Tag Archives: Music

Music in Antiquity

Making some search about music and instruments in Antiquity for one of my stories, I found this very interesting website that I want to share with you :


(Click on the photos to extend)

Photos legends : 1. Aulos (transverse flute), 2. Greek zither, 3. Kroupeza (percussion), 4. Lyre with seven strings, 5. Lyre with eight strings,

It is about a specialist in Ancient Greek and Roman music, Annie Bélis, who wanted to revive Ancient musical repertoire. For this, her and her ensemble were helped by two lutthiers who built the instruments like the authentic ones used in Greek and Roman antiquity.

After 15 centuries of oblivion, Annie Bélis and the Ensemble Kerylos bring back to life some part of pieces like Euripides’ Oreste, The Seikilos Song or the two Delphic Hymns to Pythian Apollo. What it is interesting on this website is that you can listen some extracts of music, even without buying the album. So, you can have an idea of what was like the music of this age. And I must say that I was really surprised in a nice way and also moved to discover this music after centuries of silence.

On the website, you will find too a presentation of the instruments used and their recording project (I chose to show you only the Greek ones). Sadly, on the english version they didn’t translated the articles about the repertoire, the extracts and the videos. So if you want to listen some extracts you have to go in the french version there :

In the videos, the first one, Anne Bélis pays hommage to Alexander the Great in saying they will listen to a music that this music’s conoisseur has loved and others, more recent, that he certainly would love. Each video is a presentation of different musical pieces. Anne Bélis and her musicians plunge us back in the universe of each chosen moments through history first. And it is very interesting to learn some story about musicians’ life and creation of some pieces.

Like, for example, the famous Themoteus of Miley who revolutionized antique music in adding until to four strings to the lyre. Creating innovative compositions who were criticated by the conservative Spartans and Athenians. These critics was so severe that Themotheus thought to suicide. But, fortunately, he received the support of Euripides who made him change his mind. Euripedes would have said : ” Those people who hate you, they will be one day to your knees “. Finally Themoteus joined Euripides in Macedon under the reign of Archaleus I (ancestor of Alexander the Great). So Alexander must have known and listened to his music.

About the Ensemble KERYLOS :
It was created in 1990 by Annie Bélis. Its interest goes to the interpretation of vocal and instrumental partitions from Greek and Roman Antiquity.
Its name came from a poetic term by which Ancients designated the legendary bird Halcyon and from the “hellenistic” villa built in Beaulieu-sur-mer (France) under archeologist Theodore Reinach‘s direction, a pionner in the study of antique music. This one with the help of Henri Weil, sigh-readed two hymns to Apollo discovered in Delphi and published in 1893 and 1894.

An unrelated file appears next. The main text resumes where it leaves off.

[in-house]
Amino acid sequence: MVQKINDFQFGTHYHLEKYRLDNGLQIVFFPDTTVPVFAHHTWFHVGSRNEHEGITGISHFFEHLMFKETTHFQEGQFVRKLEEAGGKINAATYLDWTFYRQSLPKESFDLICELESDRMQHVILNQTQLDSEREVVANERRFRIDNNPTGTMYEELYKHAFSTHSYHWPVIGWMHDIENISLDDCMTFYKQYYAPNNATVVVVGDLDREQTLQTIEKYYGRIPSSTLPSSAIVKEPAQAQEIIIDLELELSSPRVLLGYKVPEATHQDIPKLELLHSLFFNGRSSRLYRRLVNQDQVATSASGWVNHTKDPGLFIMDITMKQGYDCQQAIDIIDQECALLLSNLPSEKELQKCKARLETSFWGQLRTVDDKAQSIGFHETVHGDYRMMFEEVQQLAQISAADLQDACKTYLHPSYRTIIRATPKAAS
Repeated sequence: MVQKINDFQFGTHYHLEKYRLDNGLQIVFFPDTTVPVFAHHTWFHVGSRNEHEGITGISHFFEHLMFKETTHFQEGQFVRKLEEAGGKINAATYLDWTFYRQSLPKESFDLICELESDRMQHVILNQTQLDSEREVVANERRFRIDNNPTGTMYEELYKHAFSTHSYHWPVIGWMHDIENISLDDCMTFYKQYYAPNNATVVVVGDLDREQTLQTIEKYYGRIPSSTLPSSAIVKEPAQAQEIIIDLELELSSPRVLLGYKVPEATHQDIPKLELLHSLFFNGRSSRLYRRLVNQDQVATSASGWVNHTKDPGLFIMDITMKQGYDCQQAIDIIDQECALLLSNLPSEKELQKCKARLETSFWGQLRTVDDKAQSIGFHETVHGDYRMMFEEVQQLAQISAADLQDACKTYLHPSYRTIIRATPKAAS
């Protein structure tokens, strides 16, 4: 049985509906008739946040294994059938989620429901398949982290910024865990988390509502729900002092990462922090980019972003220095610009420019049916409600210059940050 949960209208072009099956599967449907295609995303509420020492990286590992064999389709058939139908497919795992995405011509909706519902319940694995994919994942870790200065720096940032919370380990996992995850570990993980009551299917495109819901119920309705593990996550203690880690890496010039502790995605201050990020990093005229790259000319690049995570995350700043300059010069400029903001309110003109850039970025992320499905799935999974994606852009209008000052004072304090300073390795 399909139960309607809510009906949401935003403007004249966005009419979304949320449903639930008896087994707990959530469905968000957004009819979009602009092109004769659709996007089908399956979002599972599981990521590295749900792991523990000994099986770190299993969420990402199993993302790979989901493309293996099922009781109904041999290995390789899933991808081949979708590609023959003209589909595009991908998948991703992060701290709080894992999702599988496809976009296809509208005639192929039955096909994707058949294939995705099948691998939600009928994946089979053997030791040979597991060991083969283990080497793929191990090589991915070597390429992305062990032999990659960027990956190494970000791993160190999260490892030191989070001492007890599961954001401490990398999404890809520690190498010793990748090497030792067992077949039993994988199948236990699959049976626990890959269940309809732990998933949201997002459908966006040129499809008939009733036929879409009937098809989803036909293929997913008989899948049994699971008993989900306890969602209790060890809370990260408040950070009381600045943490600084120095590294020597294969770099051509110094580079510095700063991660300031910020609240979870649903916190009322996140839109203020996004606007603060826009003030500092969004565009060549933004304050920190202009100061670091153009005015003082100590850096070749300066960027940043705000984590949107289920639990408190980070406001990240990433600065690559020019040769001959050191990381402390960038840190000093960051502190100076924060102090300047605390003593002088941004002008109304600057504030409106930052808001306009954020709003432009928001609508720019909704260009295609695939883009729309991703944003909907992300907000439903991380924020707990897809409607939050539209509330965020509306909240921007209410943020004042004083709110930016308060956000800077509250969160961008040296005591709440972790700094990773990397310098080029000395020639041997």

Do you hear ?

A poem written both in french and english. If I can make a suggestion read it in listening the song who inspired me this one. I let myself carry by the song’s ambiance. I love this album and this melancholy who crosses it.  

Levon Minassian – Horovel

Entends-tu ?

Entends-tu les lamentations ?
Entends-tu la douleur et la peine ?
Le vent qui caresse nos visages, lourd des parfums de batailles, emporte au loin nos désirs étouffés.

Entends-tu ?

Entends-tu les chants des femmes ? Les rythmes des tambours ?
Entends-tu la douceur d’un regard croisé ?
Les voiles qui au gré du vent dansent des arabesques tandis que dans l’ombre des corps languides entrelacés s’abandonnent à la torpeur.

Entends-tu ?

Entends-tu au loin les chevaux qui s’élancent martelant le sol d’un rythme effréné ?
Entends-tu la poussière ? La sueur et le sang.
Entends tu la rage et la fureur ? Le métal qui déchire les chairs.
Ce rythme comme un cœur qui bat.

Entends-tu ?

Entends-tu rugir l’animal ? Celui qui se cache dans nos cendres.
Entends-le te dire de t’abandonner. De saisir et de prendre.
Entends le chasseur qui sommeille n’attendant que l’instant pour satisfaire son désir.
Entends-tu la folie ? Les entrailles déchirées. La bête dévorante.

Entends le soleil qui se couche et l’ombre qui envahit.
A cet instant tu sauras nos faiblesses et nos craintes.


Do you hear ?

Do you hear the laments ?
Do you hear pain and sorrow ?
The wind that caresses our faces, heavy with scent of battles, brings far away our stifled desires.

Do you hear ?

Do you hear women’s songs ? Rythmes of drums ?
Do you hear the softness of a crossed gaze ?
The veils that at the mercy of the wind dance arabesques while in the shadow interlaced languid bodies surrender themselves to the torpor.

Do you hear ?

Do you hear afar horses that rush forward beating the ground with frantic rhythm ?
Do you hear the dust ? The sweat and the blood ?
Do you hear anger and fury ? Metal that tears the fleshes.
This rhythm like a heartbeat.

Do you hear ?

Do you hear to roar the animal ? The one who hides in our ashes.
Listen it to say you to give in to. To grab and to take.
Do you hear the hunter who lies dormant waiting for this moment to satisfy his desire.
Do you hear the madness ? The ripped entrails. The devouring beast.

Do you hear the Sun setting down and the darkness that invades ?
At this instant, you will know our weaknesses and our fears.